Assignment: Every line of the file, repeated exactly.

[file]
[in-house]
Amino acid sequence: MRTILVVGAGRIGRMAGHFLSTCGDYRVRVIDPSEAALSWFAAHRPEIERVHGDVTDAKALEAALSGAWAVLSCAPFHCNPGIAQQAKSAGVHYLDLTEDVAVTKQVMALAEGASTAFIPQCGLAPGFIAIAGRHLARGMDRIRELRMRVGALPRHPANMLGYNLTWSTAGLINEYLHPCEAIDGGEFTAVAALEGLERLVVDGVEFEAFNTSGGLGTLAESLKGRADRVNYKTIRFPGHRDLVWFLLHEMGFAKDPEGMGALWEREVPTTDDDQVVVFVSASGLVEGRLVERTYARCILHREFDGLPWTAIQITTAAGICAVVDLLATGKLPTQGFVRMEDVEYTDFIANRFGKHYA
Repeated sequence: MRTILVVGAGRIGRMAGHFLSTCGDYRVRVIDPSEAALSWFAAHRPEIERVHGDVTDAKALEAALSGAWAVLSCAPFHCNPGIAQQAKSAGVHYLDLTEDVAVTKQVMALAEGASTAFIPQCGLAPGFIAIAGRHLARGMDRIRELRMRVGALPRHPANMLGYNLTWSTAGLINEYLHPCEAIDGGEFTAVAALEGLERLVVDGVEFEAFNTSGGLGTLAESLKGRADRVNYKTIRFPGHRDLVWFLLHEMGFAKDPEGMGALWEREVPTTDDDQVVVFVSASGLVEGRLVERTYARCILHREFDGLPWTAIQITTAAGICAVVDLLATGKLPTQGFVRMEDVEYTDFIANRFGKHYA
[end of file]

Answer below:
[in-house]
Amino acid sequence: MRTILVVGAGRIGRMAGHFLSTCGDYRVRVIDPSEAALSWFAAHRPEIERVHGDVTDAKALEAALSGAWAVLSCAPFHCNPGIAQQAKSAGVHYLDLTEDVAVTKQVMALAEGASTAFIPQCGLAPGFIAIAGRHLARGMDRIRELRMRVGALPRHPANMLGYNLTWSTAGLINEYLHPCEAIDGGEFTAVAALEGLERLVVDGVEFEAFNTSGGLGTLAESLKGRADRVNYKTIRFPGHRDLVWFLLHEMGFAKDPEGMGALWEREVPTTDDDQVVVFVSASGLVEGRLVERTYARCILHREFDGLPWTAIQITTAAGICAVVDLLATGKLPTQGFVRMEDVEYTDFIANRFGKHYA
Repeated sequence: MRTILVVGAGRIGRMAGHFLSTCGDYRVRVIDPSEAALSWFAAHRPEIERVHGDVTDAKALEAALSGAWAVLSCAPFHCNPGIAQQAKSAGVHYLDLTEDVAVTKQVMALAEGASTAFIPQCGLAPGFIAIAGRHLARGMDRIRELRMRVGALPRHPANMLGYNLTWSTAGLINEYLHPCEAIDGGEFTAVAALEGLERLVVDGVEFEAFNTSGGLGTLAESLKGRADRVNYKTIRFPGHRDLVWFLLHEMGFAKDPEGMGALWEREVPTTDDDQVVVFVSASGLVEGRLVERTYARCILHREFDGLPWTAIQITTAAGICAVVDLLATGKLPTQGFVRMEDVEYTDFIANRFGKHYA